Safety Jordan Whitehead said Gardner reminds him of former NFL star Richard Sherman because of their similar build. Gardner is 6-foot-3, with 33 1/2-inch arms. He reached up to grab the ball from the air after he intercepted a Zach Wilson pass.

Despite his inexperience, Gardner still has enough talent to cover top receivers in man to man coverage. He will be confused by certain routes and formations like any rookie. However, he showed an amazing ability to adjust midplay to situations in which the offense tried to throw him off.

“He will have his moments and his lumps, as they all do. But, there won’t be many of them,” said Jeff Ulbrich, defensive coordinator. “Probably less than most. “

Garrett Wilson (Round 1, 10th overall)

The Jets made an offer for San Francisco 49ers star Deebo Samuel and looked into A.J. Brown, who was dealt from the Tennessee Titans to the Philadelphia Eagles, before taking Wilson — the top receiver on their draft board. Wilson could be better than either of them in the long term if he realizes his full potential.

The Jets love Wilson’s versatility. He can play inside or outside, which is a big plus in a scheme that requires receivers to be proficient at multiple positions. Wilson is quick and smooth with sticky hands.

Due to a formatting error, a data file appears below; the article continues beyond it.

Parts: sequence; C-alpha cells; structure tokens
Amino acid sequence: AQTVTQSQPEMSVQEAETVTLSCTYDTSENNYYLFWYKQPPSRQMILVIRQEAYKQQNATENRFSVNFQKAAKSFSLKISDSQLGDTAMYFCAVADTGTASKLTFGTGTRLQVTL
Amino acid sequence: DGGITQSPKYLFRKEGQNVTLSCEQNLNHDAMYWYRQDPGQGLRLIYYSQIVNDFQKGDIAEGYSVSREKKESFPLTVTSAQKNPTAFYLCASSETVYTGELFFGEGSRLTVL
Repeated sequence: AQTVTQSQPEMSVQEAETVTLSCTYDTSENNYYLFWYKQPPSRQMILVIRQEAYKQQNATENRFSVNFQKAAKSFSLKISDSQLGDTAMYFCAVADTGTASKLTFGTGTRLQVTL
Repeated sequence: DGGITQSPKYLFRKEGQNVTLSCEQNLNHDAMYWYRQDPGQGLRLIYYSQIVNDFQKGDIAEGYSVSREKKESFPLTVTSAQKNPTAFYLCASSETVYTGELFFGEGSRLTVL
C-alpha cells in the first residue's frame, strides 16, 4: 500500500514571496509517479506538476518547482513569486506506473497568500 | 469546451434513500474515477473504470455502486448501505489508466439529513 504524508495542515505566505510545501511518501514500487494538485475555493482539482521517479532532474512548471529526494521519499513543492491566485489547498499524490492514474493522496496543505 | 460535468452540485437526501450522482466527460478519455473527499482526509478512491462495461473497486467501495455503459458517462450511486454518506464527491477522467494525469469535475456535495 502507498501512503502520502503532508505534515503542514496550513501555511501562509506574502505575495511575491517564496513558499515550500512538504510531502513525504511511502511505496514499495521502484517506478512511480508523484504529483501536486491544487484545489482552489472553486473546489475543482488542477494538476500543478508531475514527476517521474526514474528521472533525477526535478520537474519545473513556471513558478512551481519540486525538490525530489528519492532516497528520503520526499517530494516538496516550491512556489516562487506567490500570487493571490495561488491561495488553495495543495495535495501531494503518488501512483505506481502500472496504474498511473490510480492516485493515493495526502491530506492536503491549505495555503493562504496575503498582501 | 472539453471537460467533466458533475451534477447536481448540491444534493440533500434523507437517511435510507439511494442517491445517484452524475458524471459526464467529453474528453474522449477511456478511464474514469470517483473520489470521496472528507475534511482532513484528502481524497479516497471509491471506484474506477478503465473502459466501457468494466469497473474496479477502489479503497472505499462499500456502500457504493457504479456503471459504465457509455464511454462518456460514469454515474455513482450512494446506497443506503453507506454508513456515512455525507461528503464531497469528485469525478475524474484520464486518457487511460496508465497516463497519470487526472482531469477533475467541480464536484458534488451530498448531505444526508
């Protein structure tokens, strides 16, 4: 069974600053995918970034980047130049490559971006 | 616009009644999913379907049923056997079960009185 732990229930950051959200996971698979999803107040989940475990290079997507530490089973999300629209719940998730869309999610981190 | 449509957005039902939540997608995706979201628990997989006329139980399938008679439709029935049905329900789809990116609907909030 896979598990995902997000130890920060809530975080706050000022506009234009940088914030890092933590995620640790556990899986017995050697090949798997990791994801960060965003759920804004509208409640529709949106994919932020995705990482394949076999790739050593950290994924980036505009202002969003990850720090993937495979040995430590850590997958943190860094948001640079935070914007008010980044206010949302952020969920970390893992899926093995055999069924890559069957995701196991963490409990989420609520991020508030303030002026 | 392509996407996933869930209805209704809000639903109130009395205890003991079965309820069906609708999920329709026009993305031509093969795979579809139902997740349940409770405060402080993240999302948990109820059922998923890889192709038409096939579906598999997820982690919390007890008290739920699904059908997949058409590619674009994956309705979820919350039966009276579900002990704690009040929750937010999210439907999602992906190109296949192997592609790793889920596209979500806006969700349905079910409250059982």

The coaches love Wilson’s focus in meetings. Although the pre-draft vetting process can be complex, you don’t really know a player until they are in your building. Wilson has exceeded their expectations. He plans to stay in Florham Park for the six-week break to continue working with the conditioning staff.

The big question is: How will he react when the game gets physical. Offseason practices were not bump-and-run, which provided easy releases for the receivers. It’s different when you have a cornerback looking to make wideouts on your route. At 6-foot, 183 pounds, Wilson isn’t the biggest receiver. He’ll have to continue to learn about how physically demanding this level is, especially when we put on pads and go against our secondary. Barring injury, Wilson will play a major role in the receiving corps.

Johnson (Round 1, 26th overall)